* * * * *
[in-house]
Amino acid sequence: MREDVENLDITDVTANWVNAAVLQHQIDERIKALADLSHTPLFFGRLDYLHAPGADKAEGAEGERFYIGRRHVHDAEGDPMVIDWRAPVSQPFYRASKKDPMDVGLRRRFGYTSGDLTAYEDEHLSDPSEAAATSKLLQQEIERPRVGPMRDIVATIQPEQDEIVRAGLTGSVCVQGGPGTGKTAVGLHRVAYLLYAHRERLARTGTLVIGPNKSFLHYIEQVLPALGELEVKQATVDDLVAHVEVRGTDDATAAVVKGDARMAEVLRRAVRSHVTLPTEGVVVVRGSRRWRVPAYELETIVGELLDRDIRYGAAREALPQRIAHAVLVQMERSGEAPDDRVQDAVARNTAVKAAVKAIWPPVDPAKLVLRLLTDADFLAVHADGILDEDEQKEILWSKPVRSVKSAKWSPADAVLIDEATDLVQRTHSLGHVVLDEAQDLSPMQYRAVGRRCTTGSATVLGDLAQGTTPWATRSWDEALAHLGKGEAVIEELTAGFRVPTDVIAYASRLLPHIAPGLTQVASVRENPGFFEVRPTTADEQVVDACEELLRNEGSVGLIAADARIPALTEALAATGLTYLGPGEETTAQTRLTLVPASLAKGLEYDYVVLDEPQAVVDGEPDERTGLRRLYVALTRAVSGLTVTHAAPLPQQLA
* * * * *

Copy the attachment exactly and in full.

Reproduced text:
[in-house]
Amino acid sequence: MREDVENLDITDVTANWVNAAVLQHQIDERIKALADLSHTPLFFGRLDYLHAPGADKAEGAEGERFYIGRRHVHDAEGDPMVIDWRAPVSQPFYRASKKDPMDVGLRRRFGYTSGDLTAYEDEHLSDPSEAAATSKLLQQEIERPRVGPMRDIVATIQPEQDEIVRAGLTGSVCVQGGPGTGKTAVGLHRVAYLLYAHRERLARTGTLVIGPNKSFLHYIEQVLPALGELEVKQATVDDLVAHVEVRGTDDATAAVVKGDARMAEVLRRAVRSHVTLPTEGVVVVRGSRRWRVPAYELETIVGELLDRDIRYGAAREALPQRIAHAVLVQMERSGEAPDDRVQDAVARNTAVKAAVKAIWPPVDPAKLVLRLLTDADFLAVHADGILDEDEQKEILWSKPVRSVKSAKWSPADAVLIDEATDLVQRTHSLGHVVLDEAQDLSPMQYRAVGRRCTTGSATVLGDLAQGTTPWATRSWDEALAHLGKGEAVIEELTAGFRVPTDVIAYASRLLPHIAPGLTQVASVRENPGFFEVRPTTADEQVVDACEELLRNEGSVGLIAADARIPALTEALAATGLTYLGPGEETTAQTRLTLVPASLAKGLEYDYVVLDEPQAVVDGEPDERTGLRRLYVALTRAVSGLTVTHAAPLPQQLA